Aeonium
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x velutinum  (N.E.Br.) Praeger, 1932

Par: Aeonium canariense (L.) Webb & Berthel. × Aeonium simsii (Sweet) Stearn

Sempervivum ×velutinum N.E.Br., Sempervivum velutinum, N. E. Brown, The Gardener’s Chronicle Ser.3 30: 318. (2 Nov) 1901 pro sp.

Aeonium caespitosum Webb & Berthel. × Aeonium canariense (L.) Webb & Berthel., Praeger, On some doubtful species of the African section of the Sempervivum group, Proceedings of the Royal Irish Academy 38 Sect.B (1): 22. (Feb) 1928.

Aeonium ×velutinum (N.E.Br.) Praeger, An account of the Sempervivum group: 194. (Aug) 1932.

Etym: A Latin adjective, velutinus, velvety.

T: Based on a plant of cultivated origin arising in the Jardin des Plantes, Muséum national d'histoire naturelle, Paris, in 1824.

HT: K.

Description (according to Praeger, An Account of the Sempervivum Group, 1932) :

"A robust decumbent downy perennial.

Stem stout, branched more or less horizontally, giving rise to a loose tuft.

Rosettes about 16 - 20 cm across, flattish, rather dense.

Leaves imbricate, oblanceolate or oblanceolate-spathulate, acute, apiculate, 8 - 10 x 2 - 3 cm, attenuate at base, ciliate with distant strong tapering cilia alternating with numerous very fine ones only half as long, green or greyish-green, covered on both sides with fine pubescence, under side with many dark green longitudinal linear glands.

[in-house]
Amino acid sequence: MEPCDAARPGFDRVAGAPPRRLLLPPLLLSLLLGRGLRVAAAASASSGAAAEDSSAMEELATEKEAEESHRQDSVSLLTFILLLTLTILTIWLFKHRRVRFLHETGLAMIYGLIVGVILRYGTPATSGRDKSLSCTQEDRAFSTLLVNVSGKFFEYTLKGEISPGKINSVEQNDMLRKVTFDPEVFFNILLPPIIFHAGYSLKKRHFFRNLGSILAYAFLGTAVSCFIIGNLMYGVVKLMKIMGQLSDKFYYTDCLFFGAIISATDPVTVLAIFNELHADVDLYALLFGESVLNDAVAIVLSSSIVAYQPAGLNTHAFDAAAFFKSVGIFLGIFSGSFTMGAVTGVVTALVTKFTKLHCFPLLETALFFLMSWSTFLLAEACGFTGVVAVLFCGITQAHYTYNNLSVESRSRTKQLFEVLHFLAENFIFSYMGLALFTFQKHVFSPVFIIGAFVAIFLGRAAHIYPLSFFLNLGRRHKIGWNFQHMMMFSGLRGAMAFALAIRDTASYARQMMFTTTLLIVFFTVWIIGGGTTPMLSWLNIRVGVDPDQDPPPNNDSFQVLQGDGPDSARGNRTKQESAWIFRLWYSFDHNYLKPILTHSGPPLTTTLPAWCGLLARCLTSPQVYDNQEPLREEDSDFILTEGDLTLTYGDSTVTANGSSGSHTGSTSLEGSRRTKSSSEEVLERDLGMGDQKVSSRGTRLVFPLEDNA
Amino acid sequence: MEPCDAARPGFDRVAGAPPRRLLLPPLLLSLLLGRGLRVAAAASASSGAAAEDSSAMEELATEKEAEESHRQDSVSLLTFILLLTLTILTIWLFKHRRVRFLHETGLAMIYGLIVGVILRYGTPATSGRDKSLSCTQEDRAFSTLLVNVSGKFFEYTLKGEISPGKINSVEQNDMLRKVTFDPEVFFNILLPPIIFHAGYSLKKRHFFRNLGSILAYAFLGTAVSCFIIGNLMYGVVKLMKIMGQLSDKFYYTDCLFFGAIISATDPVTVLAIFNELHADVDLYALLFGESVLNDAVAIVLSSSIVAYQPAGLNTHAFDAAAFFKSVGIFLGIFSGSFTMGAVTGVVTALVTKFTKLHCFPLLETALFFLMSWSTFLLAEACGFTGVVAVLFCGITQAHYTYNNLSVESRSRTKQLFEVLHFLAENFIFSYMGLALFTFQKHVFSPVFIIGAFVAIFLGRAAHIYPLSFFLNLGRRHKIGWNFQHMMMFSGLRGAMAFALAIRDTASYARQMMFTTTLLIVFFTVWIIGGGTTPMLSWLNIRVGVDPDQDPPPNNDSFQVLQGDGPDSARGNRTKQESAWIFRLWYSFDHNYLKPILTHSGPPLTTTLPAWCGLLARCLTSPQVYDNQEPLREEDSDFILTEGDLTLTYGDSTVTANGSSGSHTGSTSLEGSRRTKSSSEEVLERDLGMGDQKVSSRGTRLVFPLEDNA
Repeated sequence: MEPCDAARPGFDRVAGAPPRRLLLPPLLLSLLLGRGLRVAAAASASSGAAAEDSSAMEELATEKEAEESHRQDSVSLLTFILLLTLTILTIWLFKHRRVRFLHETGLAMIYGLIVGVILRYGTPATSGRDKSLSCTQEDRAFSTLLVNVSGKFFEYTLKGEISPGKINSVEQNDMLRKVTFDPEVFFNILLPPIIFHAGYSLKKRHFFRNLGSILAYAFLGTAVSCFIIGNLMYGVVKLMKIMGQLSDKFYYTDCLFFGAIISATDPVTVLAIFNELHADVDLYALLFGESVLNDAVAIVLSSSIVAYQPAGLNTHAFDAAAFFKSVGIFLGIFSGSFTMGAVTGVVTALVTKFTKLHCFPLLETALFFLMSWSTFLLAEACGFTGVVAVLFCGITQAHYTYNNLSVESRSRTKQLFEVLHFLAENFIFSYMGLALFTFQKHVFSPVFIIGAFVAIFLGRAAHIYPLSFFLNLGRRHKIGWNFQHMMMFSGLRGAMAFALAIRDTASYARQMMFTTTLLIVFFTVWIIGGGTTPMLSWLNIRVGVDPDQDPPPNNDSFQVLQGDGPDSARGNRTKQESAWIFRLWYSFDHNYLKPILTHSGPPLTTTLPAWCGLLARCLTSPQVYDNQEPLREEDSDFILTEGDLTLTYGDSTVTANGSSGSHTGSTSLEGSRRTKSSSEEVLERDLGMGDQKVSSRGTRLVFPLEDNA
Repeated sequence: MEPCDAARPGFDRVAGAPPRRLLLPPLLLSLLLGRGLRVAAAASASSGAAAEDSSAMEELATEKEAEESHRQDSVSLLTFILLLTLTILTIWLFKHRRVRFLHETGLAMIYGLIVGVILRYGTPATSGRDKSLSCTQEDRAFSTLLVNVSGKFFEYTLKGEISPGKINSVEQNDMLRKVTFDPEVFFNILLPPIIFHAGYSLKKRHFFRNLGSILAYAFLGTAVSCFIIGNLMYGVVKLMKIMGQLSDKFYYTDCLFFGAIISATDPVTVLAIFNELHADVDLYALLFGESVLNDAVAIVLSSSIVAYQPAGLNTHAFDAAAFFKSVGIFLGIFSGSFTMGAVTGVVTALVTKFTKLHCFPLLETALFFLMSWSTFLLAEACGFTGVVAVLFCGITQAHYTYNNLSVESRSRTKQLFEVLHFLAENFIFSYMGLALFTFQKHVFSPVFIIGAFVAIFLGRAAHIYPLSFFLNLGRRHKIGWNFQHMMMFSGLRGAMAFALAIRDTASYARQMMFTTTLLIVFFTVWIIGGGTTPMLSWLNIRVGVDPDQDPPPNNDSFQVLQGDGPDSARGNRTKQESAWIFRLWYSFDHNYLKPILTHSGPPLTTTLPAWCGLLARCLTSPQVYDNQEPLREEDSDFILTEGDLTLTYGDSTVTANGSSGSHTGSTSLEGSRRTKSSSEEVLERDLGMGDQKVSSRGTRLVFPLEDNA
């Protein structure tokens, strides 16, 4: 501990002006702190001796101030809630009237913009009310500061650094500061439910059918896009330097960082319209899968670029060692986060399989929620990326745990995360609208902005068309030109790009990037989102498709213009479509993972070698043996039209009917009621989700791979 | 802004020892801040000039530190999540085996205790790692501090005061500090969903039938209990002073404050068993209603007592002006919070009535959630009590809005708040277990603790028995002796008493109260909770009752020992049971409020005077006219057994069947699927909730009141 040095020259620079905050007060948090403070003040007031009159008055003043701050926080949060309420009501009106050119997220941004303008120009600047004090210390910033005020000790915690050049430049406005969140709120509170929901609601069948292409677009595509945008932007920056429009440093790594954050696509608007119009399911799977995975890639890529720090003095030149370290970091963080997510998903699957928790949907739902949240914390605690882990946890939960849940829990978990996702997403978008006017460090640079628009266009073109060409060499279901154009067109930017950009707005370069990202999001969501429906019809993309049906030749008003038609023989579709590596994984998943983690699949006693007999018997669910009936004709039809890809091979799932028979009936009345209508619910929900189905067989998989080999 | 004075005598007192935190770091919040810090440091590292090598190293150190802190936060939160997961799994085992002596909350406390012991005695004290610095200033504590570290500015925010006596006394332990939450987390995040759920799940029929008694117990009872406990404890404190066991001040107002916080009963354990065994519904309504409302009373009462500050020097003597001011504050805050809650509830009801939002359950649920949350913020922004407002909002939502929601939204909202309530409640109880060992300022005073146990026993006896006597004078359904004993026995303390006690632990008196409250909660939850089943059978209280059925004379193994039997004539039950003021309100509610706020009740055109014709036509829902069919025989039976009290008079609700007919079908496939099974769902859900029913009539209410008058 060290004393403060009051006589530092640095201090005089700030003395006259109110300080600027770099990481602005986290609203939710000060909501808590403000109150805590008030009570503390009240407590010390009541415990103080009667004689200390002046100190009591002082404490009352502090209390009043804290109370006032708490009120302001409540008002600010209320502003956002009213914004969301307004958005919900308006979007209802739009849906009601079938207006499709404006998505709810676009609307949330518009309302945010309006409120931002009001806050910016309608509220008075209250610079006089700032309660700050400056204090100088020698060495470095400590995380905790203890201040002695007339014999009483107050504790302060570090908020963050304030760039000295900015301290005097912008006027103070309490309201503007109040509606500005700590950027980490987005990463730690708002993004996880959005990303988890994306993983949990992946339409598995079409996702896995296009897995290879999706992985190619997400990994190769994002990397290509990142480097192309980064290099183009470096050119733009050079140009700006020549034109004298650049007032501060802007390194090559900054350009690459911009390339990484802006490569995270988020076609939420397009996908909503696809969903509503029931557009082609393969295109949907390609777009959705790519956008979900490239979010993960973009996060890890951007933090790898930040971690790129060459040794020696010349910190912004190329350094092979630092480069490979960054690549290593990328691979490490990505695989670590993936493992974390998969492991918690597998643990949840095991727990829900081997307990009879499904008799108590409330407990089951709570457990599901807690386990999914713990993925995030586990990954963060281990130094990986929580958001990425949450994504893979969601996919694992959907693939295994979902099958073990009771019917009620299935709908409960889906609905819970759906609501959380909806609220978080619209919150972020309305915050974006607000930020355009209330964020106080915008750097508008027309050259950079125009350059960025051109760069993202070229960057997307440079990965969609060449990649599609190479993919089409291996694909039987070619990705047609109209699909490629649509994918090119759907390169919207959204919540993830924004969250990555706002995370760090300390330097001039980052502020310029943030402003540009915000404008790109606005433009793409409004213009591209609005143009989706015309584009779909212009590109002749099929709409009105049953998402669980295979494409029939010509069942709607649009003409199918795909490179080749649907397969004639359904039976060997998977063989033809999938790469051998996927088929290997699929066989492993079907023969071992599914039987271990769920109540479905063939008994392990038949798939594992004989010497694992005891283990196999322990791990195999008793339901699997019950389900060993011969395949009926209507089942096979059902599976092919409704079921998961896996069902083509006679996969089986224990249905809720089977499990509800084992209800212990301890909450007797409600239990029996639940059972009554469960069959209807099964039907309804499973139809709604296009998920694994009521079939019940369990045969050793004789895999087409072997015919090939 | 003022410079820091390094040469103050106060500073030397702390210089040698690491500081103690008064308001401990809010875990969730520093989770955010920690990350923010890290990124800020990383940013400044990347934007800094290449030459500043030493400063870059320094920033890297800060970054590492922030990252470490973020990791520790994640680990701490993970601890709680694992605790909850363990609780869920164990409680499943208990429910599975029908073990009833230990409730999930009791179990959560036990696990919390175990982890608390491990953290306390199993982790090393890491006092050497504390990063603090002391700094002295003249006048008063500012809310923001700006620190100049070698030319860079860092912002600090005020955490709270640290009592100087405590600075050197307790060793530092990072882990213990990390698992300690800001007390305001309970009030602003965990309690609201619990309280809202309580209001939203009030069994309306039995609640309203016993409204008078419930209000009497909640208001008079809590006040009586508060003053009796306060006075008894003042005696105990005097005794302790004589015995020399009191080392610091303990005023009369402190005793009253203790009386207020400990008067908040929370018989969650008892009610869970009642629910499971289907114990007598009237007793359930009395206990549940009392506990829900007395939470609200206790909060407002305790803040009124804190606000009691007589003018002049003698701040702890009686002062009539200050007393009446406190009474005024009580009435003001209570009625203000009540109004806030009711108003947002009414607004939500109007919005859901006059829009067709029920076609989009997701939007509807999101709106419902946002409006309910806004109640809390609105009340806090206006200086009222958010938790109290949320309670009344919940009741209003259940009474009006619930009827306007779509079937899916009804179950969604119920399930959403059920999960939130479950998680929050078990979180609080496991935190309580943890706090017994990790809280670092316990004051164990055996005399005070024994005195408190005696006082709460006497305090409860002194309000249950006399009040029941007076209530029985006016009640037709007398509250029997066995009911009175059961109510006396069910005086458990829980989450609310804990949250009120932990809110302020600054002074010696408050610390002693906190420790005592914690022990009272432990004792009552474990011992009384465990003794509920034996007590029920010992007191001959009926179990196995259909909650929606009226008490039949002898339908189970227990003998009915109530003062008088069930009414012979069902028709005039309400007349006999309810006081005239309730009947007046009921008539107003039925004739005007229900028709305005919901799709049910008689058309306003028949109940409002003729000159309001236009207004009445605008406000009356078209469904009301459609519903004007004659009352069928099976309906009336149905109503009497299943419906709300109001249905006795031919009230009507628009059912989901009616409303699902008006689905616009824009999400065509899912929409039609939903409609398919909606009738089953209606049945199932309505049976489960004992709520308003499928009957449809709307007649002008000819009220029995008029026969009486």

Flowering shoots lateral, arising from the lower leaf-axils, ascending, 30 - 45 cm long, pubescent, leafy with small oblong or linear leaves much resembling those of caespitosum [simsii], diminishing upwards.

Inflorescence a rather compact corymbose cyme 8 - 25 cm across, of semi-erect alternate branches dichotomous in upper part.

Flowers : Buds ovate or broadly conical, flowers flat, 8-9-parted, 8 mm across, bright yellow, on pubescent pedicels 2 - 4 mm long, calyx bowl-shaped, pubescent, 4 mm long, cut half-way down into landeolate acute segments, petals lanceolate, acute, 7 mm long, glabrous, bright yellow.

Flowering time : Spring.

N.E.Brown described this plant from garden material in 1901. He considered that it was a good species. .... It has never been found wild .... and I have no doubt it is a garden hybrid..... Origin unknown."



Aeonium ×velutinum (Aeonium canariense × A. simsii) From Praeger, An account of the Sempervivum group: 195, fig. 85. (Aug) 1932.





Backside of the leaf :



Photos Stefan Neuwirth




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